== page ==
APPELLATE COURT OF ILLINOIS, FIRST DISTRICT, THIRD DIVISION
531 N.E.2d 901, 176 Ill. App. 3d 831, 126 Ill. Dec. 274 1988.IL.1659
Appeal from the Circuit Court of Cook County; the Hon. Will E. Gierach, Judge, presiding.
JUSTICE FREEMAN delivered the opinion of the court. WHITE, P.J., and RIZZI, J., concur.
DECISION OF THE COURT DELIVERED BY THE HONORABLE JUDGE FREEMAN
Defendant, Lawrence Price, was charged by information with six counts of murder (Ill. Rev. Stat. 1983, ch. 38, par. 9-1) and three counts of aggravated arson (Ill. Rev. Stat. 1983, ch. 38, par. 20-1.1). After a jury trial, defendant was found guilty on all counts and sentenced to natural life imprisonment for the murder convictions and 30 years' imprisonment for aggravated arson. Defendant appeals and raises the following contentions: (1) the trial court's refusal to give a tendered involuntary manslaughter instruction denied defendant a fair trial; (2) the aggravated arson conviction cannot stand, since the aggravated arson statute under which defendant was convicted is unconstitutional; (3) the giving of an opinion by a State's expert as to an ultimate issue in the case constituted reversible error; and (4) photographs sent to the jury had no probative value and unduly prejudiced defendant.
For the reasons stated below, we affirm the murder conviction and sentence and vacate the conviction and sentence for aggravated arson.
At trial a number of witnesses testified on behalf of the State. Their testimony indicated the following. On August 9, 1984, defendant lived at 16142 Plymouth Court in Markham, Illinois, along with his wife, Cora Price, and Cora's children, Joseph, Jori, Stacy, Marlene, and Darlene. Also living in the home was defendant's son, Lawrence Price, Jr. Two of defendant's grandchildren, Sequanna and Leiman Davis, were visiting from Detroit. Cora's mother, Juanita Young, was also present, in addition to a cousin, Eric. On that date, defendant arrived home from work around 3 p.m. Later that afternoon or evening, defendant began arguing with some of the family members.
Defendant argued with Stacy about her failure to help clean the kitchen. Stacy testified that defendant told her that she read the "goddamned Bible" too much and should not go to her church anymore. Defendant also told Stacy that the best thing her natural father ever did for her was to die. Stacy replied that the best thing defendant's mother ever did was to die. According to Lawrence Price, Jr., who heard the conversation between Stacy and defendant, defendant then slapped Stacy. Stacy left the house crying and went next door to a neighbor's house.
Defendant also accused Lawrence, Jr., of lying about vacuuming one of the rooms of the house. Defendant then scolded Lawrence, Jr., for whipping three-year-old Sequanna for wetting the bed. Defendant stated that Lawrence, Jr., should not whip the other children. Lawrence, Jr., replied that Sequanna's mother authorized Lawrence, Jr., to whip the child if she wet her pants. Defendant hit Lawrence, Jr., with his hand, and Lawrence, Jr., left the house and sat on the porch. Defendant came out to the porch some time later and told Lawrence, Jr., that he did not have to come back, and that if he did not abide by defendant's rules, he could live somewhere else. Lawrence, Jr., stated that the next-door neighbors told defendant to let Lawrence, Jr., back into the house. Lawrence, Jr., stated that defendant replied that before he would let Lawrence, Jr., back into the house, he would "burn it down first."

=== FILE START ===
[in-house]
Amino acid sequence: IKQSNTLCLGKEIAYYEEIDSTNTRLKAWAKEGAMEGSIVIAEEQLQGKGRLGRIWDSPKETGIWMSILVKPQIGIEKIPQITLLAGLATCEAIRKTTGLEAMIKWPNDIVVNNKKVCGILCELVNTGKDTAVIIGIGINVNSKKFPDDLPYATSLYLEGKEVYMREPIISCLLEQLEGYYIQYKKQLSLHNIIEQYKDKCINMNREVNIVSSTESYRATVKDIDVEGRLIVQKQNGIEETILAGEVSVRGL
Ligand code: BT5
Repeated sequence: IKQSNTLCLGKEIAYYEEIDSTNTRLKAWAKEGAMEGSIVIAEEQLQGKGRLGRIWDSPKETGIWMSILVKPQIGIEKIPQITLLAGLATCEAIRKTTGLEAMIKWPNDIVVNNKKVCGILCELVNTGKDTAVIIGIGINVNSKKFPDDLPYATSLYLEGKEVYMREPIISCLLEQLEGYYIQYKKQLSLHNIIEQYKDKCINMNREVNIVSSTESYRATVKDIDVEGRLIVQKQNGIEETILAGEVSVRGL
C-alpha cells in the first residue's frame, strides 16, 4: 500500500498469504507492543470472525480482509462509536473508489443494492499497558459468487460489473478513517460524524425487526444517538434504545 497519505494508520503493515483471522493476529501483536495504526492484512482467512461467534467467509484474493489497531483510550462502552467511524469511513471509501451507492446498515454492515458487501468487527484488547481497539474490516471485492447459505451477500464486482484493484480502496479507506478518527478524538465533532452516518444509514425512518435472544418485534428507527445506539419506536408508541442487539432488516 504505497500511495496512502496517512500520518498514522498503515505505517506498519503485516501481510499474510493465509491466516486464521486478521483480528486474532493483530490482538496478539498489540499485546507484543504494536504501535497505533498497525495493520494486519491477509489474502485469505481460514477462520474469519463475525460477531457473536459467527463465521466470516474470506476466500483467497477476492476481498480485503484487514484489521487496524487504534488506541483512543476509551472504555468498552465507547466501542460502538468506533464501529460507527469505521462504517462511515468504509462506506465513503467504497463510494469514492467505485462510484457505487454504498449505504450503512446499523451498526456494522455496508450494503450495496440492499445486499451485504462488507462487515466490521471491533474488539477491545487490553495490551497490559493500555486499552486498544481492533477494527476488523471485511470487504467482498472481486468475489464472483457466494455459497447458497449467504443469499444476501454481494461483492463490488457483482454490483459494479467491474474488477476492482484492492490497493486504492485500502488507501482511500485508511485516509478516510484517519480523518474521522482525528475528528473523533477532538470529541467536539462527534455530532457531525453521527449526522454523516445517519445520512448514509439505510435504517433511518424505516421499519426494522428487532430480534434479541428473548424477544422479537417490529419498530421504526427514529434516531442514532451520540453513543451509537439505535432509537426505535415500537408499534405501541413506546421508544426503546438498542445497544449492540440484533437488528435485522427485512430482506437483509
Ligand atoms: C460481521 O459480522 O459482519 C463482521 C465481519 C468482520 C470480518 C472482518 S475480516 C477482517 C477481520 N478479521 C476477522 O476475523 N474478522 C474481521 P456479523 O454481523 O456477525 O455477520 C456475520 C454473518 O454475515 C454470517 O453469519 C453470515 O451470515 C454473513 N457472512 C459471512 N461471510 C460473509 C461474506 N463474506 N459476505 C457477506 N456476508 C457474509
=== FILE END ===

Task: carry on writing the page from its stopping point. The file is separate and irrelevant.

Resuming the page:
Cora came home from work about 12:45 a.m. Cora and defendant began arguing about the events that occurred between defendant and the children earlier in the evening. Defendant stated and repeated several times that Cora and the children were not going to sleep in the house that night, and defendant demanded that Cora and the children leave. Around 1 a.m., Cora called the police. Officers William Barron and Richard Dearman arrived, talked to defendant, and told the children to go to bed. The police told defendant that if they had to return that night, they would jail him.
After the police left, defendant again demanded that the family leave the house. Stacy testified that defendant went into her bedroom and shook her mattress and overturned the dressers. Later, Stacy joined Cora, Marlene, Darlene, and Sequanna, and Leiman in Cora's bed and watched television. Defendant entered Cora's room and again stated that no one would sleep in the house that night. Defendant shook the mattress and pulled the television cord from the electrical outlet in the wall.
Cora and Lawrence, Jr., then saw defendant pack some things in a garment bag and leave the house. The children in Cora's bed fell asleep. Cora went down to the living room and lay on the couch. About 20 to 30 minutes later, Cora heard defendant ask the next-door neighbor for a gas can, "the big gas can." Cora testified that after defendant left again, she stated to the neighbor that she did not believe that defendant would burn down the house and the neighbor agreed.
A short time later, Cora heard the back door of the house slam and she then went into the kitchen. She saw defendant pouring gasoline onto the floor from a can. Cora asked defendant what he was doing. Cora stated that defendant replied, "I am going to burn all you mother fuckers up." Cora headed toward the front door of the house and saw defendant was then in the flower room. As she ran out the front door, Cora yelled to the children to flee. Once Cora was outside, she saw smoke and fire coming from the house. Cora continued to yell to the children after she was outside. She also ...